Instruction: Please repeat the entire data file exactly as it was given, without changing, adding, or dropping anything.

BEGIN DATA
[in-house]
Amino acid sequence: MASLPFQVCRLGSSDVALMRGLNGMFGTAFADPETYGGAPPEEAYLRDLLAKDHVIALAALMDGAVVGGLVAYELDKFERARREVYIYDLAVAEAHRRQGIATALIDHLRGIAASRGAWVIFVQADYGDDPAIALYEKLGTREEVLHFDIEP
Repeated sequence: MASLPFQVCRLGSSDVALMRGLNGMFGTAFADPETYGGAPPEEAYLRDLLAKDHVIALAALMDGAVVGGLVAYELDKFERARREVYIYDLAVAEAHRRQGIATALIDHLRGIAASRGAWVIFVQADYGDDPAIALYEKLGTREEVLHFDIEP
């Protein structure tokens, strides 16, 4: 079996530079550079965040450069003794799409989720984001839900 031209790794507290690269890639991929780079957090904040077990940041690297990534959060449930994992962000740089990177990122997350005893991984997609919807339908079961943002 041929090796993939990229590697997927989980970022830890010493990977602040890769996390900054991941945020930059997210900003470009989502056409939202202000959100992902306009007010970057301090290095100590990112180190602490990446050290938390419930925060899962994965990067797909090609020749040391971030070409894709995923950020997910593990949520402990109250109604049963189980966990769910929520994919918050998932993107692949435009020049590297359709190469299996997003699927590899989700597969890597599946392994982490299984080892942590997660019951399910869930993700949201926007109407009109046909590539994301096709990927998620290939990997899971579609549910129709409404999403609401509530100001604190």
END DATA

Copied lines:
[in-house]
Amino acid sequence: MASLPFQVCRLGSSDVALMRGLNGMFGTAFADPETYGGAPPEEAYLRDLLAKDHVIALAALMDGAVVGGLVAYELDKFERARREVYIYDLAVAEAHRRQGIATALIDHLRGIAASRGAWVIFVQADYGDDPAIALYEKLGTREEVLHFDIEP
Repeated sequence: MASLPFQVCRLGSSDVALMRGLNGMFGTAFADPETYGGAPPEEAYLRDLLAKDHVIALAALMDGAVVGGLVAYELDKFERARREVYIYDLAVAEAHRRQGIATALIDHLRGIAASRGAWVIFVQADYGDDPAIALYEKLGTREEVLHFDIEP
């Protein structure tokens, strides 16, 4: 079996530079550079965040450069003794799409989720984001839900 031209790794507290690269890639991929780079957090904040077990940041690297990534959060449930994992962000740089990177990122997350005893991984997609919807339908079961943002 041929090796993939990229590697997927989980970022830890010493990977602040890769996390900054991941945020930059997210900003470009989502056409939202202000959100992902306009007010970057301090290095100590990112180190602490990446050290938390419930925060899962994965990067797909090609020749040391971030070409894709995923950020997910593990949520402990109250109604049963189980966990769910929520994919918050998932993107692949435009020049590297359709190469299996997003699927590899989700597969890597599946392994982490299984080892942590997660019951399910869930993700949201926007109407009109046909590539994301096709990927998620290939990997899971579609549910129709409404999403609401509530100001604190």